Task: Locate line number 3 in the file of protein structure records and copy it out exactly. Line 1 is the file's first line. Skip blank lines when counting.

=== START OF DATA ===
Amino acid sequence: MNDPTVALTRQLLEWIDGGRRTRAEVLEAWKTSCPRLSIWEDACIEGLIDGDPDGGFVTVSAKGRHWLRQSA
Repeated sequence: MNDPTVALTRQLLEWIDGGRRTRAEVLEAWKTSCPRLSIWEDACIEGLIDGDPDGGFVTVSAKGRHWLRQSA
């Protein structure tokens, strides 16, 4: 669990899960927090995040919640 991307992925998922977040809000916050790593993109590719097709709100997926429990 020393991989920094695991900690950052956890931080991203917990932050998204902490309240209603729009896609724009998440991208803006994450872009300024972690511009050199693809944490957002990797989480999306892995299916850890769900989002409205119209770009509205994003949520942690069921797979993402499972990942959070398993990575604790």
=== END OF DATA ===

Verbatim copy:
């Protein structure tokens, strides 16, 4: 669990899960927090995040919640 991307992925998922977040809000916050790593993109590719097709709100997926429990 020393991989920094695991900690950052956890931080991203917990932050998204902490309240209603729009896609724009998440991208803006994450872009300024972690511009050199693809944490957002990797989480999306892995299916850890769900989002409205119209770009509205994003949520942690069921797979993402499972990942959070398993990575604790």